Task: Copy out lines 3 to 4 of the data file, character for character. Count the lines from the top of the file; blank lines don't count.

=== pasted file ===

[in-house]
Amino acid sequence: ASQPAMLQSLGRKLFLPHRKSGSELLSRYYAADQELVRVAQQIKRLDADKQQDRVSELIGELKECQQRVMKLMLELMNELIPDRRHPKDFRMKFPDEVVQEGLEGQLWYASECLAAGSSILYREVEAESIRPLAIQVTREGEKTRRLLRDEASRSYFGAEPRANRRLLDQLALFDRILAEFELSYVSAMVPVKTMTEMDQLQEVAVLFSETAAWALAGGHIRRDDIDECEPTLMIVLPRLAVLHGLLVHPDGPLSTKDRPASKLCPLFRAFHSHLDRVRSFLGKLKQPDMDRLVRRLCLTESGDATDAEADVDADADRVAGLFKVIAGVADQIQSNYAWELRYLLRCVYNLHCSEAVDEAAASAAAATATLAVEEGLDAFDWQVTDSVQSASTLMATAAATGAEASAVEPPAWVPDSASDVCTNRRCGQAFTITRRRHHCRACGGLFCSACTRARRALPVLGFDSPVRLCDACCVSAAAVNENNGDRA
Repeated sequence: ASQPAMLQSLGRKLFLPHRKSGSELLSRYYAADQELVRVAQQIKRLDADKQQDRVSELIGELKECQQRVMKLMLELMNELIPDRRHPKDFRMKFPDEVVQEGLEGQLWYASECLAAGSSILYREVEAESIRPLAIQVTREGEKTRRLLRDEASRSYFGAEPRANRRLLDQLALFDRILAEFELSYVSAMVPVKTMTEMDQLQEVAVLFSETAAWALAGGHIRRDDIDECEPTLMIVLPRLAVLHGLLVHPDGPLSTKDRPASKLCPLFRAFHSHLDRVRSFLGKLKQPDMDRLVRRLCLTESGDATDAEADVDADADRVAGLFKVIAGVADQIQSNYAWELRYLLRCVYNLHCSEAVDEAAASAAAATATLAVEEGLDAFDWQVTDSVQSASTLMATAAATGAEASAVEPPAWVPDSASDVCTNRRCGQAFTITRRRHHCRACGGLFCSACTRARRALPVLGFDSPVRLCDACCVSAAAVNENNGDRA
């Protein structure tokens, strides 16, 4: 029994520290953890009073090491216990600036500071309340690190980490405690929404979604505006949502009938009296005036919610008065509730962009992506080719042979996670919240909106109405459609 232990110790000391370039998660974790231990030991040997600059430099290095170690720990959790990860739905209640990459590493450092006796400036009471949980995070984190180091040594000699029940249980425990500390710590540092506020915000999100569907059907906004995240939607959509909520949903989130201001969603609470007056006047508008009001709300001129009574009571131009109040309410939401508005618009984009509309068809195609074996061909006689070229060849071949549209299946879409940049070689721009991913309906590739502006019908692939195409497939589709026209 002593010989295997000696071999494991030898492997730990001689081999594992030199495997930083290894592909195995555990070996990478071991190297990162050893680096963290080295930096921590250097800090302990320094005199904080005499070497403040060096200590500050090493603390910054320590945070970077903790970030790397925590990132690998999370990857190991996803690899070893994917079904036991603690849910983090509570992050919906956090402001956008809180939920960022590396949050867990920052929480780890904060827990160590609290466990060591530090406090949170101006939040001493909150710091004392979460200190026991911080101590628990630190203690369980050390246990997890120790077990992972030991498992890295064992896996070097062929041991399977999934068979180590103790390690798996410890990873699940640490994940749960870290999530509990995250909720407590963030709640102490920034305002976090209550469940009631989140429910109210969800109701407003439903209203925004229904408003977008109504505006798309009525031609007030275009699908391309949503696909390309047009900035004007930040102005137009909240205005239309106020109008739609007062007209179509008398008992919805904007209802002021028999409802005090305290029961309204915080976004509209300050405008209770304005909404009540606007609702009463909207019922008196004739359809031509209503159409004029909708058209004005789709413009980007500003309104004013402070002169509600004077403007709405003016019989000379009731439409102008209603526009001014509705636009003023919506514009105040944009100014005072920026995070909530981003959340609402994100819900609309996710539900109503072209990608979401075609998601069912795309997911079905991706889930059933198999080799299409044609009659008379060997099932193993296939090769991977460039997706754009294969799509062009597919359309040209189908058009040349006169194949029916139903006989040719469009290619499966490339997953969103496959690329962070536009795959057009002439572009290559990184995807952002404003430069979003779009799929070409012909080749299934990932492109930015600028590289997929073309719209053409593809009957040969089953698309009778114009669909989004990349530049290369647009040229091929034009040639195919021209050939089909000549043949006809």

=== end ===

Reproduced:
Repeated sequence: ASQPAMLQSLGRKLFLPHRKSGSELLSRYYAADQELVRVAQQIKRLDADKQQDRVSELIGELKECQQRVMKLMLELMNELIPDRRHPKDFRMKFPDEVVQEGLEGQLWYASECLAAGSSILYREVEAESIRPLAIQVTREGEKTRRLLRDEASRSYFGAEPRANRRLLDQLALFDRILAEFELSYVSAMVPVKTMTEMDQLQEVAVLFSETAAWALAGGHIRRDDIDECEPTLMIVLPRLAVLHGLLVHPDGPLSTKDRPASKLCPLFRAFHSHLDRVRSFLGKLKQPDMDRLVRRLCLTESGDATDAEADVDADADRVAGLFKVIAGVADQIQSNYAWELRYLLRCVYNLHCSEAVDEAAASAAAATATLAVEEGLDAFDWQVTDSVQSASTLMATAAATGAEASAVEPPAWVPDSASDVCTNRRCGQAFTITRRRHHCRACGGLFCSACTRARRALPVLGFDSPVRLCDACCVSAAAVNENNGDRA
């Protein structure tokens, strides 16, 4: 029994520290953890009073090491216990600036500071309340690190980490405690929404979604505006949502009938009296005036919610008065509730962009992506080719042979996670919240909106109405459609 232990110790000391370039998660974790231990030991040997600059430099290095170690720990959790990860739905209640990459590493450092006796400036009471949980995070984190180091040594000699029940249980425990500390710590540092506020915000999100569907059907906004995240939607959509909520949903989130201001969603609470007056006047508008009001709300001129009574009571131009109040309410939401508005618009984009509309068809195609074996061909006689070229060849071949549209299946879409940049070689721009991913309906590739502006019908692939195409497939589709026209 002593010989295997000696071999494991030898492997730990001689081999594992030199495997930083290894592909195995555990070996990478071991190297990162050893680096963290080295930096921590250097800090302990320094005199904080005499070497403040060096200590500050090493603390910054320590945070970077903790970030790397925590990132690998999370990857190991996803690899070893994917079904036991603690849910983090509570992050919906956090402001956008809180939920960022590396949050867990920052929480780890904060827990160590609290466990060591530090406090949170101006939040001493909150710091004392979460200190026991911080101590628990630190203690369980050390246990997890120790077990992972030991498992890295064992896996070097062929041991399977999934068979180590103790390690798996410890990873699940640490994940749960870290999530509990995250909720407590963030709640102490920034305002976090209550469940009631989140429910109210969800109701407003439903209203925004229904408003977008109504505006798309009525031609007030275009699908391309949503696909390309047009900035004007930040102005137009909240205005239309106020109008739609007062007209179509008398008992919805904007209802002021028999409802005090305290029961309204915080976004509209300050405008209770304005909404009540606007609702009463909207019922008196004739359809031509209503159409004029909708058209004005789709413009980007500003309104004013402070002169509600004077403007709405003016019989000379009731439409102008209603526009001014509705636009003023919506514009105040944009100014005072920026995070909530981003959340609402994100819900609309996710539900109503072209990608979401075609998601069912795309997911079905991706889930059933198999080799299409044609009659008379060997099932193993296939090769991977460039997706754009294969799509062009597919359309040209189908058009040349006169194949029916139903006989040719469009290619499966490339997953969103496959690329962070536009795959057009002439572009290559990184995807952002404003430069979003779009799929070409012909080749299934990932492109930015600028590289997929073309719209053409593809009957040969089953698309009778114009669909989004990349530049290369647009040229091929034009040639195919021209050939089909000549043949006809």